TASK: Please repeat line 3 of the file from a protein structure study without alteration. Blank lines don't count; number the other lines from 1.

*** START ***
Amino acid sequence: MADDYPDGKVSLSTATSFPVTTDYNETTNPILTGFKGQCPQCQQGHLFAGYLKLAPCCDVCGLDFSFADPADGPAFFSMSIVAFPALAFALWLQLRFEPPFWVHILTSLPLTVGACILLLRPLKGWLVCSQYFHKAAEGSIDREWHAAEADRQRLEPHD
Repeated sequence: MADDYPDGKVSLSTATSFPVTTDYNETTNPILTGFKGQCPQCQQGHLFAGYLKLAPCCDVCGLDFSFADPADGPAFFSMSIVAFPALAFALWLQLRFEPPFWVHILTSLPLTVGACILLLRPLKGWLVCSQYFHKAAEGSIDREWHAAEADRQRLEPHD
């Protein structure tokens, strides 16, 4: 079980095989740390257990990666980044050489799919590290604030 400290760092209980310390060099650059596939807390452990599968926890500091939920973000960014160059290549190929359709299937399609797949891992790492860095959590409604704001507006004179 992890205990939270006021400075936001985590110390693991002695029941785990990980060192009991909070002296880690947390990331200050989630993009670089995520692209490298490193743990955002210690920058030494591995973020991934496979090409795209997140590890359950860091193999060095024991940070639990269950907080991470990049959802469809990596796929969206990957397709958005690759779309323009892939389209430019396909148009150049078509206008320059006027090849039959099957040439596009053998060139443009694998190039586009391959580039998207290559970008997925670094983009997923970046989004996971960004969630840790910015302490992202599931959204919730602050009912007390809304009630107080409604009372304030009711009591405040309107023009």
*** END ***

């Protein structure tokens, strides 16, 4: 079980095989740390257990990666980044050489799919590290604030 400290760092209980310390060099650059596939807390452990599968926890500091939920973000960014160059290549190929359709299937399609797949891992790492860095959590409604704001507006004179 992890205990939270006021400075936001985590110390693991002695029941785990990980060192009991909070002296880690947390990331200050989630993009670089995520692209490298490193743990955002210690920058030494591995973020991934496979090409795209997140590890359950860091193999060095024991940070639990269950907080991470990049959802469809990596796929969206990957397709958005690759779309323009892939389209430019396909148009150049078509206008320059006027090849039959099957040439596009053998060139443009694998190039586009391959580039998207290559970008997925670094983009997923970046989004996971960004969630840790910015302490992202599931959204919730602050009912007390809304009630107080409604009372304030009711009591405040309107023009």